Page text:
Christchurch RSA 'forced' to rethink plans due to debt

Photo: File image / RNZ / Nathan McKinnon
Photo: File image / RNZ / Nathan McKinnon
Christchurch Returned and Services Association (RSA) leaders say financial woes, which have left the organisation without premises, are forcing a rethink of how it operates.

Christchurch RSA Holdings Ltd, the local business arm, is in liquidation after the closure of its central city restaurant and bar business, Trenches, in 2019.

The holdings company has been unable to pay more than $592,000 of outstanding debt to creditors.

The arrears include $171,000 for unpaid GST and employee tax to the Inland Revenue Department, $38,000 to Lion NZ Limited and $382,000 to other businesses.

Christchurch City Council refused to comment on whether it was a creditor, or how much it was owed.

Christchurch RSA president Dennis Mardle said the group sold its Armagh St building for $3.4m to cover its debt.

"It's just another step in the process that we've been going through since 2019," he said.

"It means a lot of money that was created by former servicemen and women has been lost.

"What it's done is forced us to look at the future and redirect how we work or how the RSA has functioned in Christchurch for 108 years."

Mardle said the controlling body was not liable to cover the remaining debt incurred by the holding company, which also had no assets to sell off.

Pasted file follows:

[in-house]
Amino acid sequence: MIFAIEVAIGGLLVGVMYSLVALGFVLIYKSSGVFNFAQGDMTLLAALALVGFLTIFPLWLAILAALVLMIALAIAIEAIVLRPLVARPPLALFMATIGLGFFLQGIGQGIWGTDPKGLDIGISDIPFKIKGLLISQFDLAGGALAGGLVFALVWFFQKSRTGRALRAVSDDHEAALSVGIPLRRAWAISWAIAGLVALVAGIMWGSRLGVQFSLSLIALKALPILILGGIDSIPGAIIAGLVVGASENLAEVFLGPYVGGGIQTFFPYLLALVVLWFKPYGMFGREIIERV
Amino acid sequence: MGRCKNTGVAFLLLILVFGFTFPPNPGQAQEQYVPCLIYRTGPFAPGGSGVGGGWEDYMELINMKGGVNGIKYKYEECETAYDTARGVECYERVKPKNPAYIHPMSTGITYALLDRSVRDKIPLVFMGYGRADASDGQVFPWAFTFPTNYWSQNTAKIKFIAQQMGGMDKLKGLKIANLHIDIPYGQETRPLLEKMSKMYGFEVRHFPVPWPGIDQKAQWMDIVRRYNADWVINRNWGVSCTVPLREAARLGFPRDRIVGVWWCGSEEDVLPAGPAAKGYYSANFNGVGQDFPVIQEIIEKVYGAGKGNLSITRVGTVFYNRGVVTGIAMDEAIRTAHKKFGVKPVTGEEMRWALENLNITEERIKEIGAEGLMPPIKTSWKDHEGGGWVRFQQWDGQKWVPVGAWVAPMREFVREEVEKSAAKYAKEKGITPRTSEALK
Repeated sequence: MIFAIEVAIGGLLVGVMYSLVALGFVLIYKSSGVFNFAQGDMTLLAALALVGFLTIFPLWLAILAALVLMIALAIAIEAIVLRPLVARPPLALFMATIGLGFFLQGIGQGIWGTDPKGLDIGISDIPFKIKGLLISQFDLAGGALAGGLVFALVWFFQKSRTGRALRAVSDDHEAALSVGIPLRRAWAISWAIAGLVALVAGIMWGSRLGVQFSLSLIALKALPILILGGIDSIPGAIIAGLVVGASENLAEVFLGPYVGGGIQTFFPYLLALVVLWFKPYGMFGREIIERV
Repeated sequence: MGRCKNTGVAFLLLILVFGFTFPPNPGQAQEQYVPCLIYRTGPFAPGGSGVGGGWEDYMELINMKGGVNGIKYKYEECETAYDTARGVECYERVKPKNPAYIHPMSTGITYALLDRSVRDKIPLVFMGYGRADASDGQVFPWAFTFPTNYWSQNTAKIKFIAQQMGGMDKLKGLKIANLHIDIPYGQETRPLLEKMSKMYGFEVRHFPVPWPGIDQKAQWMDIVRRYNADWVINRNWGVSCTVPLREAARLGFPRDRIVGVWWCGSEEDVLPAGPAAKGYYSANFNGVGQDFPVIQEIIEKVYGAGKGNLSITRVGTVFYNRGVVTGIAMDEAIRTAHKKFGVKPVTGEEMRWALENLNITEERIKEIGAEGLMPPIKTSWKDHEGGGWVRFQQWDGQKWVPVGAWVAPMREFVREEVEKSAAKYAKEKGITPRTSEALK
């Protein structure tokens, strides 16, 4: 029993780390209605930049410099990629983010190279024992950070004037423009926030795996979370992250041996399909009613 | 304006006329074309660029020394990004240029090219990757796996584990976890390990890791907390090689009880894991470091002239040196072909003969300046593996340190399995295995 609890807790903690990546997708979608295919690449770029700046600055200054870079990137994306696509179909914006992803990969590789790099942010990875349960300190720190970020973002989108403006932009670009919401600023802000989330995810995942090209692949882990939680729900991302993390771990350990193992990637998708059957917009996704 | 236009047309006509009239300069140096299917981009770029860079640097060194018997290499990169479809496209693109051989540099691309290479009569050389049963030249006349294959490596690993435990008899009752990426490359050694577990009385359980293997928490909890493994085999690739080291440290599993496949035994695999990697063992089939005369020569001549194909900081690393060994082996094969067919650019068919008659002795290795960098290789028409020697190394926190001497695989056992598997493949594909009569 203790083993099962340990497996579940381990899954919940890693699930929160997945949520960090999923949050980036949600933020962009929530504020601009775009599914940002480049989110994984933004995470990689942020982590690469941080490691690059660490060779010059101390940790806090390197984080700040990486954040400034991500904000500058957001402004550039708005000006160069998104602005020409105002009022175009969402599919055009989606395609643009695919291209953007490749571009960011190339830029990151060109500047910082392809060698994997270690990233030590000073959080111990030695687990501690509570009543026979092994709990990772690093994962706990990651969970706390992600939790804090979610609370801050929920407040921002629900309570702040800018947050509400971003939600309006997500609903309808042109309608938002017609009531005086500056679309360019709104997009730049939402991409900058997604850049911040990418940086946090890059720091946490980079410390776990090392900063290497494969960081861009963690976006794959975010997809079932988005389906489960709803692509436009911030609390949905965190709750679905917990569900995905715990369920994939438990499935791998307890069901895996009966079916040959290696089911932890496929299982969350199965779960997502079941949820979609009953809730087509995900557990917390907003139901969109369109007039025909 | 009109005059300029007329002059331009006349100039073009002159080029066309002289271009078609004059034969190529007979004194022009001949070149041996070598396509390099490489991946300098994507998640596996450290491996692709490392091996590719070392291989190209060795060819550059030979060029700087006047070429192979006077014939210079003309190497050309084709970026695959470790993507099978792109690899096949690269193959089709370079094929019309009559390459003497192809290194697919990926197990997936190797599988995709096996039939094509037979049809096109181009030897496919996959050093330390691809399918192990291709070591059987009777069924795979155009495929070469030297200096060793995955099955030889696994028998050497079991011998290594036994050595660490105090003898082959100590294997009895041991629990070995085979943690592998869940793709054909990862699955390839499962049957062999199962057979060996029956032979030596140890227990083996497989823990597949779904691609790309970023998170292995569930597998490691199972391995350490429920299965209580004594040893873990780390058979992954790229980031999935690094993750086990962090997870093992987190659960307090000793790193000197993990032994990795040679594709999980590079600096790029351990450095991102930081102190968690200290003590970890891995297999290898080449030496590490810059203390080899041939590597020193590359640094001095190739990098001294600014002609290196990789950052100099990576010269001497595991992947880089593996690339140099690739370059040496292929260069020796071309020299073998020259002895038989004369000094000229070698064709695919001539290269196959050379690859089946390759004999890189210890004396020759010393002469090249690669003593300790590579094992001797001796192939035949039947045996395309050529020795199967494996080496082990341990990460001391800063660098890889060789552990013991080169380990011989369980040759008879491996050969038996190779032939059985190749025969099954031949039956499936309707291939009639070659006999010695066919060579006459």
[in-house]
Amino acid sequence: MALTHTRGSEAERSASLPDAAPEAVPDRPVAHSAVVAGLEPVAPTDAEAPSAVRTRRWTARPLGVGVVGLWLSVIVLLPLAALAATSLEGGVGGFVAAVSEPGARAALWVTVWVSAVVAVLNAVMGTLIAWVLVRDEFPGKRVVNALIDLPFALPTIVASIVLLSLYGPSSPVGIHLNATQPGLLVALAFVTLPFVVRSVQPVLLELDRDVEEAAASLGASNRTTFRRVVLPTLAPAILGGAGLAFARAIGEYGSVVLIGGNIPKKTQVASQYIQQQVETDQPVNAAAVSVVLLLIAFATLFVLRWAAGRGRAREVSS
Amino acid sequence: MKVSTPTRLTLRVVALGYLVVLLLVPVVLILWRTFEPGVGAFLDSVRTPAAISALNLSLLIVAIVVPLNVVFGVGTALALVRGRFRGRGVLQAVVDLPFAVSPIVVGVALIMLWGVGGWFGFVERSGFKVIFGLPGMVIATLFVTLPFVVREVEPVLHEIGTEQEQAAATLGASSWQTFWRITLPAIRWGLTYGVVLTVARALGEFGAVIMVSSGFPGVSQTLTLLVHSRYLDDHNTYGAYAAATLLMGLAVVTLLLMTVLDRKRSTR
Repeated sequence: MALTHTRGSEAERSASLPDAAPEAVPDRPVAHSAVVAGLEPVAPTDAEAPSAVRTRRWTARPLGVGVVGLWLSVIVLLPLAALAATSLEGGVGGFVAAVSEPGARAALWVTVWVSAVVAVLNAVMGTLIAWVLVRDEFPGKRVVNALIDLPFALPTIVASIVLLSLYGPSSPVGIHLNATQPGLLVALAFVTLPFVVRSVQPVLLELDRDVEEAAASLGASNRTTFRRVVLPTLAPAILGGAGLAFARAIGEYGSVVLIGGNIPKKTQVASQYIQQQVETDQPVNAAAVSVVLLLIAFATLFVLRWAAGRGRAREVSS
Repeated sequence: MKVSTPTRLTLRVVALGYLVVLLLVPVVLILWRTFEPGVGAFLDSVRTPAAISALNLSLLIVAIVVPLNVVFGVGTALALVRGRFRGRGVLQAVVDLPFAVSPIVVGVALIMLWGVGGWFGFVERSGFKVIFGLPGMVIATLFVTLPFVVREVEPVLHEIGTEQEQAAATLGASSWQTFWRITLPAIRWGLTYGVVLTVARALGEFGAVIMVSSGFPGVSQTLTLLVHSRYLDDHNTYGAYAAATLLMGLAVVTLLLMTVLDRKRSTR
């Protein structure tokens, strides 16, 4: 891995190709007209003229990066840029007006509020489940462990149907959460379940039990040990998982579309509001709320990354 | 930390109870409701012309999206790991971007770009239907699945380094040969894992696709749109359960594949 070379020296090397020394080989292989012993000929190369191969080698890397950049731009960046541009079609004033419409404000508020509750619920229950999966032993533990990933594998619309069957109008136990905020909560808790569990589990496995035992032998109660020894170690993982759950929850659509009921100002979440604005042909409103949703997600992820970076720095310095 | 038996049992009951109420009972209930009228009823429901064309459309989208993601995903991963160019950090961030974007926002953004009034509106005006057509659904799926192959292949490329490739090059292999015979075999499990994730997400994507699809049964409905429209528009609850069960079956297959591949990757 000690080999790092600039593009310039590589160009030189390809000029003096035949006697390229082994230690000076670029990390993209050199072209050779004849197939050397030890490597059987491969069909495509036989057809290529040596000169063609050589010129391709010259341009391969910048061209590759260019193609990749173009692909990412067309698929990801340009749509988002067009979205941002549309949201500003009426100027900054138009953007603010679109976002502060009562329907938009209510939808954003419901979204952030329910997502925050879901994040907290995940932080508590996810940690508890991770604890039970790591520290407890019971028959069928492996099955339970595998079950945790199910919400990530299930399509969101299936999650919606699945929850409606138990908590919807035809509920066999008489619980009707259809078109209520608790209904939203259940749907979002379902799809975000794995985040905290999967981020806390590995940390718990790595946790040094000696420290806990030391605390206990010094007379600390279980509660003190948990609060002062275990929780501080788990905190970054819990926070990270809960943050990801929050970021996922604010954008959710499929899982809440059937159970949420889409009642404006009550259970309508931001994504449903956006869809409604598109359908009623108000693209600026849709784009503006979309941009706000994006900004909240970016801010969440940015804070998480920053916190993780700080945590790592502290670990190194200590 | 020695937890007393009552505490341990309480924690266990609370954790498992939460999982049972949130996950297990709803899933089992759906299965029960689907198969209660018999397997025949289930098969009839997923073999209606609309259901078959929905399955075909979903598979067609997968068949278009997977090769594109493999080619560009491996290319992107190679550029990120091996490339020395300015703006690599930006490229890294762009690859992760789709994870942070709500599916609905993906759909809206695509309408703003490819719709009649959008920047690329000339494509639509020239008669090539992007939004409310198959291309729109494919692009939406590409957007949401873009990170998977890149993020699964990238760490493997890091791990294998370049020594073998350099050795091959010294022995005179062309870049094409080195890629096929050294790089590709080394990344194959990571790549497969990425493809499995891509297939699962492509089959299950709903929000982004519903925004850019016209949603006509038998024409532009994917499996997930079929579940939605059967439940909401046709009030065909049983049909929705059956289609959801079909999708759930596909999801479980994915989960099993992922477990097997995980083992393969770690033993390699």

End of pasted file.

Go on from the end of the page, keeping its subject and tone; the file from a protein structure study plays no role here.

The sale of its premises ensured it could settle its mortgage and inter-party loans.

The Christchurch Memorial RSA is a group of four legal entities governed and managed by the Christchurch RSA.

It is comprised of the association, the RSA trust board, the RSA museum and support trust and the holdings company.

In September 2022, the RSA developed its first strategic plan and arranged an audit to review how the situation transpired.

"Our focus should be as it was back in 1915, when the founding fathers of the Christchurch Soldiers Club formed, to support the families of those who had passed away in Gallipoli.

"And to support those who returned from that conflict initially with injuries, and to help advocate for them with the government."

He said they would not need any further support in future beyond what they received during the association's Poppy Day Appeal before every Anzac Day.

There had been no drop-off of poppy sales, he said.

Mardle said the reputation of the Christchurch RSA had "taken a pounding" due to the situation.

"We are working as an executive committee to restore the public's faith."

By Adam Burns